On the energy efficiency side, Gujral highlighted companies in LED lighting, though warned that this sector is becoming increasingly commoditised. ‘We are seeing a lot of products from Asia which are low cost and difficult to compete with,’ he explained. Investors therefore should look at companies which target niche areas in which technology requirements are high, Gujral said. Dialight (DIA) for example, which targets specialised lighting markets that are difficult to penetrate, has performed well.

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7 comments so far. Why not have your say?


Jul 27, 2011 at 08:59

I still can not make up my mind.

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Lets Face It

Jul 27, 2011 at 10:39

There is no growth and to solve the problem the government just want more QE (Quantative Easing - Printing money), a better solution to the energy problem and economic growth is to create a computerised interfrated transport system, mainly solar powered. The bottom line is that you get in a 'buggy' and a satellite/computer/driverless control takes you from a to b.

It may sound too futuristic but lets just get cracking now and lead the world. It will happen eventually but it will create its own massive rewards for the world, after all, its exactly these sort of futuristic projects that our ancestors (the Victorians) made happen, they were able to use foresight and invest in the future, unlike our generation who can't see past the end of their noses.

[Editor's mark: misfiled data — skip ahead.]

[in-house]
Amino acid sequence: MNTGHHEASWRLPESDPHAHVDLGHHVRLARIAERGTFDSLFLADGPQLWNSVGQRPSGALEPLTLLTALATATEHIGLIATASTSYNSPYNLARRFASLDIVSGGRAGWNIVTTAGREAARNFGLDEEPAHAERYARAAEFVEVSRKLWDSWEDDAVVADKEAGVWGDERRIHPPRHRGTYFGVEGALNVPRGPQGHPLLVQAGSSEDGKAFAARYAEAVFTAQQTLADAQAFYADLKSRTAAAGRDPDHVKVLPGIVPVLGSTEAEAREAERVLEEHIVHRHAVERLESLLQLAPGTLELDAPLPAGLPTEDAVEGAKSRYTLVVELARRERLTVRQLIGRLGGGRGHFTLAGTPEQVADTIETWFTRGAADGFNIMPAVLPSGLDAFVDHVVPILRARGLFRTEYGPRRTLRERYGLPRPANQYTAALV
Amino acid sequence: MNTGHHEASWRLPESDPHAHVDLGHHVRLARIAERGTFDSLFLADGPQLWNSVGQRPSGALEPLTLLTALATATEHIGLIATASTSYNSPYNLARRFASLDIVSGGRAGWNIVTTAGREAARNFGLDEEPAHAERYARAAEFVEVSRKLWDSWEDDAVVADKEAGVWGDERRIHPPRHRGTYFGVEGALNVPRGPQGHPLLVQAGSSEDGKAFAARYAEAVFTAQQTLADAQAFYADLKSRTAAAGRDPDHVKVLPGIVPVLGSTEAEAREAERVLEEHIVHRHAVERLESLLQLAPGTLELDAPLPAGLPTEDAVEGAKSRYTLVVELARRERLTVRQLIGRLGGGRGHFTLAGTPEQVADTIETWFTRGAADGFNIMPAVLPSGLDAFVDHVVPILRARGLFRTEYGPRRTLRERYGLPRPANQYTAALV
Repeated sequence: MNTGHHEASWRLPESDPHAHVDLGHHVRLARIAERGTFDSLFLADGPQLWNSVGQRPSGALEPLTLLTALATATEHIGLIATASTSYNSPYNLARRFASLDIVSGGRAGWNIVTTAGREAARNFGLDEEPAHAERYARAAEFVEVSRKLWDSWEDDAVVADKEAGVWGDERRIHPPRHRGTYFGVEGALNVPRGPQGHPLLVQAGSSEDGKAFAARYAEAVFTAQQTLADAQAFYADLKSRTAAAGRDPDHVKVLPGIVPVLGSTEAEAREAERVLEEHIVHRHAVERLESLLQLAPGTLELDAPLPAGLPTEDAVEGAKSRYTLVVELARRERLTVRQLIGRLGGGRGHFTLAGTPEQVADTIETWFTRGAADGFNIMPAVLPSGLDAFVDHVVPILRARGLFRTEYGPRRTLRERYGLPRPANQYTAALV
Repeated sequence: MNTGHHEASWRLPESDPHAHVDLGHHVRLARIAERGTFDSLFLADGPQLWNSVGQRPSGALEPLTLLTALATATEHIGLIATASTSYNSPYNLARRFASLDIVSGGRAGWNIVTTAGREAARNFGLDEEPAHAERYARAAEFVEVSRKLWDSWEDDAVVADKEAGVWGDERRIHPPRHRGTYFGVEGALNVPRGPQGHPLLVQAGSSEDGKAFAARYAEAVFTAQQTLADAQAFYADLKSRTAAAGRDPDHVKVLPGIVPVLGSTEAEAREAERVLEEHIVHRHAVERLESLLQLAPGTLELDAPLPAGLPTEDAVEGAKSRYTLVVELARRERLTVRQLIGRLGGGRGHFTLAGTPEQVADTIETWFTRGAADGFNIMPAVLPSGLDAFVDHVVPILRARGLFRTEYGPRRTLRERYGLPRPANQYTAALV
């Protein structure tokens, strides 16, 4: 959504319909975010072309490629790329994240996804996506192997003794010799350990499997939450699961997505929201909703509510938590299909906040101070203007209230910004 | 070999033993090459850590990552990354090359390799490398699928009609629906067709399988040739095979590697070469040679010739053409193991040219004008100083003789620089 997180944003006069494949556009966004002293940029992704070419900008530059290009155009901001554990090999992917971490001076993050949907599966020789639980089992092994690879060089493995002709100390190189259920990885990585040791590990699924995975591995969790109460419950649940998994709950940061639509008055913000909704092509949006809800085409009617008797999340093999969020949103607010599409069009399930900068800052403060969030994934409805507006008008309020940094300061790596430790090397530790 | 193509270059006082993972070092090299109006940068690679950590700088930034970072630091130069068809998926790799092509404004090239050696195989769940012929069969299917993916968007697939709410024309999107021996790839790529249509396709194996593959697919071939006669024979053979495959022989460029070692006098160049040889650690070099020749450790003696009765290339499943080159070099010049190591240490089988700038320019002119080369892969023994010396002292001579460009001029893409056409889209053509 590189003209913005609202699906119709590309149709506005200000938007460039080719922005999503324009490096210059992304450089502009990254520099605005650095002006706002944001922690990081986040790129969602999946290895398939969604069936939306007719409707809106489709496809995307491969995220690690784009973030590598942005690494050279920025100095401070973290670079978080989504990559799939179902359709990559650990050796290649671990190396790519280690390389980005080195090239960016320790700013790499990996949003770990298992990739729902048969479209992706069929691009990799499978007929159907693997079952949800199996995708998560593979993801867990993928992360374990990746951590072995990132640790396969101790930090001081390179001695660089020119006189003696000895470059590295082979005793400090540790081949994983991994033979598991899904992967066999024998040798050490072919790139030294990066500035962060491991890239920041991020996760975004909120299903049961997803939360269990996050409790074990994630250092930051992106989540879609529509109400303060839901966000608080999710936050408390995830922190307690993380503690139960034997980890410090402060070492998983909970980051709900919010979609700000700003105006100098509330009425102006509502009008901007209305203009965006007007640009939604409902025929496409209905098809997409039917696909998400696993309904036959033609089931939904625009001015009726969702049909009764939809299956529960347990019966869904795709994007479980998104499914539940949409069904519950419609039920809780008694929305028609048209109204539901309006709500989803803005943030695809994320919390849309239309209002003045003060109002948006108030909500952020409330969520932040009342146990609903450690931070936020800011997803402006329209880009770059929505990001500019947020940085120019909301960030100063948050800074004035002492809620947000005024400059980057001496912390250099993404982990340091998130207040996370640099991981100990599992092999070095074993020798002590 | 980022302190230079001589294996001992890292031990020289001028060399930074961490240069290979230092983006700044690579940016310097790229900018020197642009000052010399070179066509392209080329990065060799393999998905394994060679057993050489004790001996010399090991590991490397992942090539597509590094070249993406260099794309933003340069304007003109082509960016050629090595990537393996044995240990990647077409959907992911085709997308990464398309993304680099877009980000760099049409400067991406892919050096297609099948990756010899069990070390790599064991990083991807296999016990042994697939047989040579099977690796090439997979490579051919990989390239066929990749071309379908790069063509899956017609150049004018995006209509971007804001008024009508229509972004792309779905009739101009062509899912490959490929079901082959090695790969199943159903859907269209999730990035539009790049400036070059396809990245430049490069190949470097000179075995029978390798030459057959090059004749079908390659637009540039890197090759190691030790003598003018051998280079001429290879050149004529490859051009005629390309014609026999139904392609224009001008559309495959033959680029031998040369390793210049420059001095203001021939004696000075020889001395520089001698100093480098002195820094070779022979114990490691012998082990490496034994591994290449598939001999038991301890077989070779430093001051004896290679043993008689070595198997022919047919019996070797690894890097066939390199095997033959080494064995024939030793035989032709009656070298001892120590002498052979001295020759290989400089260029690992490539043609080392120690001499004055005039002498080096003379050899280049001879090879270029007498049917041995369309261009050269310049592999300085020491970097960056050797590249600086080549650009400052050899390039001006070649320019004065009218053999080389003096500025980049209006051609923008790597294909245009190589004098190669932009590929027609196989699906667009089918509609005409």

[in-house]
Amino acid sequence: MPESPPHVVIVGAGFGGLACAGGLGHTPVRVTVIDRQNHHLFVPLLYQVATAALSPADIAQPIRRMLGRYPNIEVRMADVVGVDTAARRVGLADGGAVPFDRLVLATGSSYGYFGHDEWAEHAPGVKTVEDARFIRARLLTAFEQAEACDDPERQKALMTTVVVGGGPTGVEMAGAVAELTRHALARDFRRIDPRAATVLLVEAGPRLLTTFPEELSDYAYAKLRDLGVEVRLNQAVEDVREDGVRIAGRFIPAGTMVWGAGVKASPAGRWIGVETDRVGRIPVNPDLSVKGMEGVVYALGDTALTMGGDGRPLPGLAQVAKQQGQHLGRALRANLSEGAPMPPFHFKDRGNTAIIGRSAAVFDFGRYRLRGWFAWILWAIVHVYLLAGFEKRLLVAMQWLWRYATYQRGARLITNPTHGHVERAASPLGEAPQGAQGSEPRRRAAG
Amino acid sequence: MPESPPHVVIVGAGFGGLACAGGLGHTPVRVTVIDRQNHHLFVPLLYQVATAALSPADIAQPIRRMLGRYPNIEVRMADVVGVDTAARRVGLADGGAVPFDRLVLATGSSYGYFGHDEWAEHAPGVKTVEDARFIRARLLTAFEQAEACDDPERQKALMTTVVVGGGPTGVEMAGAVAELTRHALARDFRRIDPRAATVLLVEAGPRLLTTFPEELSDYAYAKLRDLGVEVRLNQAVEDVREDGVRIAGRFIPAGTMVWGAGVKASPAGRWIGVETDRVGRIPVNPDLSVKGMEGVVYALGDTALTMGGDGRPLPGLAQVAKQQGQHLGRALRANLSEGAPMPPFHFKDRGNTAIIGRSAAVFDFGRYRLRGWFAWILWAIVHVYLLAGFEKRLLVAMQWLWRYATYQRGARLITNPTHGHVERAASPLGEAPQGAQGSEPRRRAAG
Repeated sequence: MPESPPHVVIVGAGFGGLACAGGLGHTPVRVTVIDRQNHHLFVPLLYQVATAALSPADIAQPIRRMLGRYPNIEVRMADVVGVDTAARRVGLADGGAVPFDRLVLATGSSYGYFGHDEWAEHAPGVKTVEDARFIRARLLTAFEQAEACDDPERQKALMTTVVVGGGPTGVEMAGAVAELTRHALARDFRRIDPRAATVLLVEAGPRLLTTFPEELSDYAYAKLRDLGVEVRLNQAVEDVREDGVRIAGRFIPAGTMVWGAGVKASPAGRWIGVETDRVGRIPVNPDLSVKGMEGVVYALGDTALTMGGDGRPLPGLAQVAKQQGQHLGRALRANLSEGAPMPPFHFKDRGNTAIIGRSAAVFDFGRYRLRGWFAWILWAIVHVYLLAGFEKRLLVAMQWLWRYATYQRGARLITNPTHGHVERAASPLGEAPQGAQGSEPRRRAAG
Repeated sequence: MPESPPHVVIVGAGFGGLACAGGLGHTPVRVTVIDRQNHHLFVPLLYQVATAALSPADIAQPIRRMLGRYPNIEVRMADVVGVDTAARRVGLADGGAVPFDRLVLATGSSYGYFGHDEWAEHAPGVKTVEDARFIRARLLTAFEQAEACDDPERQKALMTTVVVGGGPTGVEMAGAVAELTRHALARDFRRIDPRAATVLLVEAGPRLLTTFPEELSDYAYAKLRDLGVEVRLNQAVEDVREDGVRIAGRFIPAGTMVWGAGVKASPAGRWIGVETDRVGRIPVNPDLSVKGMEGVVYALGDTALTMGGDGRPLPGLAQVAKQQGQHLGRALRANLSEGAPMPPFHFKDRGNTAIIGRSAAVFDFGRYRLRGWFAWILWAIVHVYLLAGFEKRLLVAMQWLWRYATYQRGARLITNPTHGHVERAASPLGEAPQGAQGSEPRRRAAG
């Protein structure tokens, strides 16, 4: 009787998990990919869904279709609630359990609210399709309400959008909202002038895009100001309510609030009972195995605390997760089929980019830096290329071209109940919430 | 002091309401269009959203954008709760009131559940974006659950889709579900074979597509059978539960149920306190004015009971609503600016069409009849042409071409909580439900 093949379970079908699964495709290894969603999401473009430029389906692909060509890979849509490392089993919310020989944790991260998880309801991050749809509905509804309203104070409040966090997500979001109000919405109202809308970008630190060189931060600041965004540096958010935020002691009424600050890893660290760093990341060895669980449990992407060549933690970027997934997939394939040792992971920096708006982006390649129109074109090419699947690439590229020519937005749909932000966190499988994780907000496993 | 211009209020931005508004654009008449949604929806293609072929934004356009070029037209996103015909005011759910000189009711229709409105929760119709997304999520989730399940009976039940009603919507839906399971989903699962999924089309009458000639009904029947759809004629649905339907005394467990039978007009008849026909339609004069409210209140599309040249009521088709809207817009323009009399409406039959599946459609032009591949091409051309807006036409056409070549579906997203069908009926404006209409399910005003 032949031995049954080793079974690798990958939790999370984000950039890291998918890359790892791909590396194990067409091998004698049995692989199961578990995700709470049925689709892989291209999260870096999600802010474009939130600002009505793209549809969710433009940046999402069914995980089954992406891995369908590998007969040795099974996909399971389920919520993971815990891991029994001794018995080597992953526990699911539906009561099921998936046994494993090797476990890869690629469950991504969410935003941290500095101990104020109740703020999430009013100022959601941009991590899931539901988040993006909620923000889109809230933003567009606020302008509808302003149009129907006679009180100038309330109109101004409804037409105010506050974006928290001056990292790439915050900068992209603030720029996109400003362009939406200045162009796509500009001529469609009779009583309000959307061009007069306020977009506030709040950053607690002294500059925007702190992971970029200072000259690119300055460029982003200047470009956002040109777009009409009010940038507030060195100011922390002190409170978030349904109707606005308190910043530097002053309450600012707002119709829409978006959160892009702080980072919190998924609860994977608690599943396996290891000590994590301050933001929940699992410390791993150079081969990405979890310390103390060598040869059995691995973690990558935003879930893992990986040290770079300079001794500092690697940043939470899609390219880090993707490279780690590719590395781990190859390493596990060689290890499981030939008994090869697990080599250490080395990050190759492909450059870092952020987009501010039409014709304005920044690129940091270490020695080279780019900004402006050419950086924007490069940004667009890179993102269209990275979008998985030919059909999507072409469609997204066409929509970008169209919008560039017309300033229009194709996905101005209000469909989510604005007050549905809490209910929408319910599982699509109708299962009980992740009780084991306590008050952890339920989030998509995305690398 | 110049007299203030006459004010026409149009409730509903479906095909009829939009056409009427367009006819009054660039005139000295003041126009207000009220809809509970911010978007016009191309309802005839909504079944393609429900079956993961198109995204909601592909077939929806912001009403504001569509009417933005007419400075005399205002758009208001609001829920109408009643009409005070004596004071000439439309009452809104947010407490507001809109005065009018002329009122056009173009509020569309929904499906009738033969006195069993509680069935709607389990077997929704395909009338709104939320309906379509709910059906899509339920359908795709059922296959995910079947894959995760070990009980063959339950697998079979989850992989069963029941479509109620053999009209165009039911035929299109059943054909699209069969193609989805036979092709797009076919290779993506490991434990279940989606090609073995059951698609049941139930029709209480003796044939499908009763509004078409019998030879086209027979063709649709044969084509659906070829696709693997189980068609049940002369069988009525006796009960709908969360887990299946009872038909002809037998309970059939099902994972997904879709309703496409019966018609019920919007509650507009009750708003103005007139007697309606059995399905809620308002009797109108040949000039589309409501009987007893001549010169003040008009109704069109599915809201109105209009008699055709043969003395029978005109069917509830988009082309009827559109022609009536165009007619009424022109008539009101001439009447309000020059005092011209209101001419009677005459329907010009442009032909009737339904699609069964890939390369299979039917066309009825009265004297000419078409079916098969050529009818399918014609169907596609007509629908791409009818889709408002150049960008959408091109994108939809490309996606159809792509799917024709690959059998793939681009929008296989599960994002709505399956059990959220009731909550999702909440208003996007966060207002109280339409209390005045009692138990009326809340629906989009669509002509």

Printing more money and making more cuts is so negative and soon we will all be back in the dark ages

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David Harvey

Jul 27, 2011 at 15:31

I am on the verge of buying a set of Solar Panels. By doing so now I would get 43.3p ( index linked and guaranteed for 25 years) per unit produced. I also get the advantage of "some" free electricity and not to forget the miserly 3p I get paid for those units I fail to use. For me this is a good investment as all I have at present is ISA's and this represents 10% on my money.

OK then, Apart from the fact that it is paid for by those who cannot have or afford or want solar panels which is questionable morally. The point is they are not effective and without the index linked 43.3p per unit would be an almost complete loss of investment.

The benefits of all this is questionable. All the work we do over many years of this can be undone by a single volcano eruption. Clearly it is nice to have cleaner and safer power as opposed to dirty sources. But it may break us to do it.

We need to encourage those young people that are able to get educated and find alternative sources that really work. Just one round of bankers bonuses would pay for research that could find what we need and give us something to sell as well. In our haste to meet quotas are we throwing good money after bad rubbish.

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Jul 27, 2011 at 16:19